Living in the Midwest, I had heard of it but never seen it for sale, and found a brick of it in the freezer case at Schnuck’s several months ago. I decided to take one for the team, purchased it, and it languished in my freezer until yesterday, when I decided to let it thaw and cooked it this evening.
It was delicious! It definitely smelled and tasted much better than it looked. I cooked it in a cast-iron pan that I heated up in the oven and poured in about 1/4 inch of cooking oil; it fell apart but that’s OK; it still tasted the same.
I’ll definitely look for it again.
If you don’t know, it’s a Pennsylvania Dutch creation made from pig “innards”, which doesn’t bother me at all.
Yeah, I grew up in the mid-Atlantic and scrapple was a regular feature at breakfast. My grandparents used to keep hogs and would make fresh scrapple when they slaughtered them, it was so good. It’s kind of like sausage without the casing. My wife has never had it and I keep meaning to buy some one of these days.
Scrapple gets a shout out in a couple of episodes of The Wire, one time a Baltimore County homicide detective says to Jimmy “buy me some scrapple, sailor?” another time Jimmy asks a diner waitress if he can get scrapple and she says “you can get whatever you want,” and they end up sleeping together. David Simon clearly has some complicated issues with scrapple.
I have now exhausted my scrapple facts (not to be confused with Snapple Facts).
Scrapple is a breakfast staple where I grew up in South Jersey. It’s best served with sunny-side-up or over-easy eggs. But, for breakfast-on-the-go, you can’t go wrong with a scrapple & ketchup toasted sandwich. You can throw in a fried egg, but the yolk will drip onto your pants in the car. Not a problem if you wear yellow pants, though.
I got nervous when I moved to the South, but good ol’ Publix Supermarket sells it. Can’t tell you how many times cashiers and baggers picked up my brick, examined it and asked, “jeepers, what in tarnations is this?” (or, words to that effect). I reply, “oh, it’s just the tastiest breakfast meat on the planet—yooz guys oughta try it.” I usually get thanked when I see them again. I enlighten them to fine culinary delights of cheesesteaks and hoagies, too.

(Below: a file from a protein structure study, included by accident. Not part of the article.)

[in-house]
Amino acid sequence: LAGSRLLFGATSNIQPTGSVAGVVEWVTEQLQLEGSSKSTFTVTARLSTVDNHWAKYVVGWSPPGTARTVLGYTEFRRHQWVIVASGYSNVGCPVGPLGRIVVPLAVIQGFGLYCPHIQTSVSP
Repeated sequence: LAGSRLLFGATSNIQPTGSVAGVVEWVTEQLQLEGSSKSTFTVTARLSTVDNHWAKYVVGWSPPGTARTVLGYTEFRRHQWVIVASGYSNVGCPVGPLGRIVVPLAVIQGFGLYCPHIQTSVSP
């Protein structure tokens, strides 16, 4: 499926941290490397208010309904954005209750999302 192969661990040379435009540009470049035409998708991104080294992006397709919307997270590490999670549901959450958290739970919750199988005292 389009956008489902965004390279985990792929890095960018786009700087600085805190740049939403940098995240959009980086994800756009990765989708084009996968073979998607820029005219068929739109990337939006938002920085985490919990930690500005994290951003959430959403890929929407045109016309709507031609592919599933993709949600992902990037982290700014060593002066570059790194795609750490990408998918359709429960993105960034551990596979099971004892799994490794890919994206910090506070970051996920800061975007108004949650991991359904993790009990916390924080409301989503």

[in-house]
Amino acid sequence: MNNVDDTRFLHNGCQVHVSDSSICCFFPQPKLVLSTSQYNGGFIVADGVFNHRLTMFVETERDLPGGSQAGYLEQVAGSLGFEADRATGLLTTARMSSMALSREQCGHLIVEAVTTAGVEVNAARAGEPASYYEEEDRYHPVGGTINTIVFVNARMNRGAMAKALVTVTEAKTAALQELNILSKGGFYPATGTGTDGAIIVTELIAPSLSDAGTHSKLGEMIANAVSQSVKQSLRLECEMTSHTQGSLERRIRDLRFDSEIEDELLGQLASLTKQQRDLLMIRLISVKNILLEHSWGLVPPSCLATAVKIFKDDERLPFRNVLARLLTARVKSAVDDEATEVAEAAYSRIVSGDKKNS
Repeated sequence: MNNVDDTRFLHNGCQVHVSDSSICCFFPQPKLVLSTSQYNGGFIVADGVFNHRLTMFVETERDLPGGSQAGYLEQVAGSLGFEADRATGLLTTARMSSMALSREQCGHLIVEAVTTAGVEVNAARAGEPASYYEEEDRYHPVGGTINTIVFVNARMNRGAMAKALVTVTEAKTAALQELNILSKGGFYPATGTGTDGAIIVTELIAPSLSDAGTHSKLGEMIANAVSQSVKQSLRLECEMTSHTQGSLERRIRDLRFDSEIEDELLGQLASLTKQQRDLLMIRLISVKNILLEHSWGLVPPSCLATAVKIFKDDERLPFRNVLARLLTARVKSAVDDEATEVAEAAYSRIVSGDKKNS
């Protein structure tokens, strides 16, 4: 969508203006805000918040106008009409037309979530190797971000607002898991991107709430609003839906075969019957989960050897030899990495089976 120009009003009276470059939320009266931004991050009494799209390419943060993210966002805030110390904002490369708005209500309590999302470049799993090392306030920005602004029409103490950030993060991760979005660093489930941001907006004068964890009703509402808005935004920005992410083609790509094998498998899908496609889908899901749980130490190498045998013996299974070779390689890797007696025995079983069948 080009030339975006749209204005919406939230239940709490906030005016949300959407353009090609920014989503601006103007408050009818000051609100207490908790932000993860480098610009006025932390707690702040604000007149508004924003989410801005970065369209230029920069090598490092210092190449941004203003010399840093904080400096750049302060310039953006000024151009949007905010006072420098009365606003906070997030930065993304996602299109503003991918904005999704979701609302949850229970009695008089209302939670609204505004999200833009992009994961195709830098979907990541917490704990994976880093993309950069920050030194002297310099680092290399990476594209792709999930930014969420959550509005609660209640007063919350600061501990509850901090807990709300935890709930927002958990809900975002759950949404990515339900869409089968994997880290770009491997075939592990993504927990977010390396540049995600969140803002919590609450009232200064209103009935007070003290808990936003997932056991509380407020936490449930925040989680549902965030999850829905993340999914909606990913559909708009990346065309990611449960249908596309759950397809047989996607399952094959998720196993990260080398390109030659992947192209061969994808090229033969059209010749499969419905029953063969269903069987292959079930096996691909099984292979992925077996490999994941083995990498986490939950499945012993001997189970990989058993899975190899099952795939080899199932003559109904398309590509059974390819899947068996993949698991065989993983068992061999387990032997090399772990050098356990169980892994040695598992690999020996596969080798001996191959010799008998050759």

Honestly, I’m kind of surprised it’s not better known in the South.
But then, I’m also continually amazed at how hard it is to find a proper cheesesteak outside of the Delaware Valley. It’s really, really simple. Grill and chop the meat (which doesn’t even need to be good quality), maybe chop in some onion or (if you’re feeling crazy) mushrooms), melt a few slices of cheese on top, slice a firm, crusty roll most of the way through, put the roll down on top of the meat and melted cheese, flip it all over with a spatula. Done. You don’t need any vegetables, or condiments, or sauces, or dips, or any of that other fancy stuff. Just beef, cheese, and bun.
I make cheesesteaks at least a couple times/month. I’m a heathen and actually prefer Cheese Whiz to provolone. My nephew (the fancy chef) uses Cooper Sharp cheese—that’s pretty good, too.
Want a good Philly-style soft pretzel? They’re easy to make (and infinity better than the frozen ones from the grocery):
Pizza dough (pre-made from store is fine. Publix makes excellent pizza dough)
2 Tbsps Baking soda (need the alkalinity to texture the outer pretzel)
Flour the dough, cut into strips and twist into pretzel shapes. Or if your too drunk to twist, simply form dough rings, like this guy.
Pour baking soda into ~1 quart of water and bring to a simmering boil. Boil dough pieces for 60 seconds (flip after 30). Place on baking pan sprinkled with corn meal. Sprinkle salt on top. Bake 20 minutes at 400f. Serve with yellow mustard. They taste like the real deal!